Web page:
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Putin Warns of Risks to Oil Supply

Copyright © 2021 Energy Intelligence Group
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Russian President Vladimir Putin has warned that political meddling and underinvestment could cause turmoil in the oil market similar to that seen in the gas market recently.

Speaking at a meeting of the Valdai discussion club in Sochi late on Thursday, Putin said "there will be a moment similar to today's situation, when the market demands [more oil] but there will be nowhere to get it from."

He said annual upstream investment had fallen from about $400 billion in 2012-16 to around $260 billion now. This could be damaging for an industry which has investment cycles of 15 to 30 years, he added.

Putin's comments are similar to recent remarks by Prince Abdulaziz bin Salman, the energy minister of Russia's Opec-plus ally Saudi Arabia, and by Opec Secretary-General Mohammed Barkindo.

Russia and Saudi Arabia are both major producers and exporters of oil, while Russia is also the world's biggest exporter of natural gas.

As energy prices have soared in recent weeks, both countries have sought to present themselves as reliable suppliers and warned that a hasty transition away from fossil fuels could lead to more shortages and price spikes.

Political Influence

Addressing the gas crunch, Putin said Russia would start increasing supplies to Europe "the next day" once Germany certifies the Nord Stream 2 pipeline.

He said the 55 billion cubic meter per year pipeline would go a long way to alleviating the current shortage in the European market.

Putin said decisions about energy investments are often influenced by politicians, rather than left to industry experts.

But he noted that electoral cycles usually last only four or five years, while investment planning in the energy industry is for much longer periods.

Because of the green energy trend, banks have started to pull back on their financing of oil and gas projects, he noted, while some Opec-plus countries are finding it difficult to increase oil output again after last year's big cuts.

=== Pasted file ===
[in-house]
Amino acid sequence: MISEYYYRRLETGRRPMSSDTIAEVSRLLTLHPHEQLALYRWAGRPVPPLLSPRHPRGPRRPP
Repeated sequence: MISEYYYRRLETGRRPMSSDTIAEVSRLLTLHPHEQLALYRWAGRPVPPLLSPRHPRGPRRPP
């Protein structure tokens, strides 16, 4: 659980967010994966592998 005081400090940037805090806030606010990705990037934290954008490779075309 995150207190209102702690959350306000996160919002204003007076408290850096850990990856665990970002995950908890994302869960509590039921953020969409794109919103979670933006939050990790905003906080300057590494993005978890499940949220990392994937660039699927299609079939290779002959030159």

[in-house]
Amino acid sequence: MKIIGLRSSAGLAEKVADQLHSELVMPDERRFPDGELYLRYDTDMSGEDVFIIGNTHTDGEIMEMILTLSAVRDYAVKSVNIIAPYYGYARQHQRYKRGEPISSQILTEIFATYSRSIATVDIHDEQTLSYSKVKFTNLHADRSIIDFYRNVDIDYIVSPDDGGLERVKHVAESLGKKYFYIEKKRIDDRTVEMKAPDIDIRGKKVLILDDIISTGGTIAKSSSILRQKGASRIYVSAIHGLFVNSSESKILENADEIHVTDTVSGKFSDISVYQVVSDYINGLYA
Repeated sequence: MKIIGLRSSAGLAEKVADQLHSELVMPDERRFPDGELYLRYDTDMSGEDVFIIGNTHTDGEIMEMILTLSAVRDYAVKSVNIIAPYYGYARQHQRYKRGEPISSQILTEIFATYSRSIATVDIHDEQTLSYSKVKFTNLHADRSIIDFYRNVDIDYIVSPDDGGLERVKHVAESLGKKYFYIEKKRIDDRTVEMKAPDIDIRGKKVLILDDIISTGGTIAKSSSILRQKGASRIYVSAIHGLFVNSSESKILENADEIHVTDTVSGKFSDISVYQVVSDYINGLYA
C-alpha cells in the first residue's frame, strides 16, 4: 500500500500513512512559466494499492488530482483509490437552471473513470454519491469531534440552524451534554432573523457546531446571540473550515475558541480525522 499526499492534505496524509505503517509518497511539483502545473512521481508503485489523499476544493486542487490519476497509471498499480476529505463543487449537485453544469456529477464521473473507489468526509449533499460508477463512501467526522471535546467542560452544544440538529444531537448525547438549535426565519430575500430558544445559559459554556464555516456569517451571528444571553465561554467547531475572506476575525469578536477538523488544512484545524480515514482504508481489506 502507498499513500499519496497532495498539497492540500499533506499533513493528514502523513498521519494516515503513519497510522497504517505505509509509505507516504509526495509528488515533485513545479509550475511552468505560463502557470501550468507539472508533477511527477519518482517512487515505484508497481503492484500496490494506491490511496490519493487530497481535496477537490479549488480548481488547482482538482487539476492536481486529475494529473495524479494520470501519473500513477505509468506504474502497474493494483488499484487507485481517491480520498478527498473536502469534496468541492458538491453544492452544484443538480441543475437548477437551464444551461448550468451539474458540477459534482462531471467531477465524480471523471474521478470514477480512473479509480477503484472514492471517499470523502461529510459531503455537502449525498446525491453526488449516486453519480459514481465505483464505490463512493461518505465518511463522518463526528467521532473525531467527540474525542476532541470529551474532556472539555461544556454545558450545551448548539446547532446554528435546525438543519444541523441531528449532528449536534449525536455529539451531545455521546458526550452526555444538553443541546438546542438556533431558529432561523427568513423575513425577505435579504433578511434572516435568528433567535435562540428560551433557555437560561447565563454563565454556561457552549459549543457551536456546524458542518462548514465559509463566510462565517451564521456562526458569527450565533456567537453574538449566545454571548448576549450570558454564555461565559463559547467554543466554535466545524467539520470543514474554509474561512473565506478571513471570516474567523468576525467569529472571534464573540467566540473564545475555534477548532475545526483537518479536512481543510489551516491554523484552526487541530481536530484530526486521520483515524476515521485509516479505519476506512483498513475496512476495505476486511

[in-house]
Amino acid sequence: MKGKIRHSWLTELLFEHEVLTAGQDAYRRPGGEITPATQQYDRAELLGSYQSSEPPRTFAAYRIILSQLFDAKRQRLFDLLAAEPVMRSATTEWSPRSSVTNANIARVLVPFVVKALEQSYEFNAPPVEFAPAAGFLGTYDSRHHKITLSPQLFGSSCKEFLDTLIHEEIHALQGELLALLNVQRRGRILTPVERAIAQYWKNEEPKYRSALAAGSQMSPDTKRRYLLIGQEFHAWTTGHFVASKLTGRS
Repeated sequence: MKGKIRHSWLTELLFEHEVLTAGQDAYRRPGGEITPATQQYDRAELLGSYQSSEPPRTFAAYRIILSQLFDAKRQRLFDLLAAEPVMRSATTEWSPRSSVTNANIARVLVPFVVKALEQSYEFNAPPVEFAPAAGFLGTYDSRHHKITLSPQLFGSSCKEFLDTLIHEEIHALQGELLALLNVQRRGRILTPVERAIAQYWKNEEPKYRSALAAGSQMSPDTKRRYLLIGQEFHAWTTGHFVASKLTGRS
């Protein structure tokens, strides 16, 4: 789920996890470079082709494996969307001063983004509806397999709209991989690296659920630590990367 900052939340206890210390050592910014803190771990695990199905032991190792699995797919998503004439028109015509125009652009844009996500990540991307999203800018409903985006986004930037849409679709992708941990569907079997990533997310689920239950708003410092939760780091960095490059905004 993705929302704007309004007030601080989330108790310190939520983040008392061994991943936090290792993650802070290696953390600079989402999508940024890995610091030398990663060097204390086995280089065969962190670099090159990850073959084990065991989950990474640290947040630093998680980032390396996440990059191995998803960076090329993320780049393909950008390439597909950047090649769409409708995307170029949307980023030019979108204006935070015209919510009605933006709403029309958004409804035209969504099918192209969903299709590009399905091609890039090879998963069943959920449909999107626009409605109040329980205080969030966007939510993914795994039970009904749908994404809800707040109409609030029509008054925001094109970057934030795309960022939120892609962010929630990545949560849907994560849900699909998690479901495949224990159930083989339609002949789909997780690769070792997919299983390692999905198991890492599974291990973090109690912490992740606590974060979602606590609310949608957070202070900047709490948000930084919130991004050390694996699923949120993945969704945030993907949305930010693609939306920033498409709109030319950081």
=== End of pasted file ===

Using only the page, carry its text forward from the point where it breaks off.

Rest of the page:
Deputy Prime Minister Alexander Novak told the Russian Energy Week forum earlier this month that Russia's future production would be determined by how much oil the market needs.

"I don't see problems in increasing production," he said, without specifying any particular quantity or timeline.

Arctic Tensions

However, if Russia wants to expand its production in the future it will need to develop technically challenging resources and venture into remote regions, including the Arctic.

This could become a new source of conflict with Europe, because the EU has recently proposed an international moratorium on development of oil, gas and coal in the Arctic.

EU nations import vast quantities of Russian gas, however, and Putin warned that if Europe tries to limit Russian activity in the Arctic, it could quite literally be left in the cold.

Russian oil giant Rosneft is already pursuing the Vostok Oil project in the Arctic, which is targeting 2 million barrels per day of oil production by 2030.

Glasgow Conference

Putin told the gathering in Sochi that he would not attend the upcoming COP26 climate conference in Glasgow in person but that he might participate via video link.

He said the decision was based on minimizing Covid-19 risks, with Russia and the UK both currently experiencing a spike in new infections.

Putin said efforts to fight climate change should be based on rigorous analysis and without unachievable targets driven by political slogans.

He reiterated that Russia will aim to achieve carbon neutrality by 2060 but will also insist that absorption of carbon dioxide by its vast forests and other natural sinks must be taken into account.

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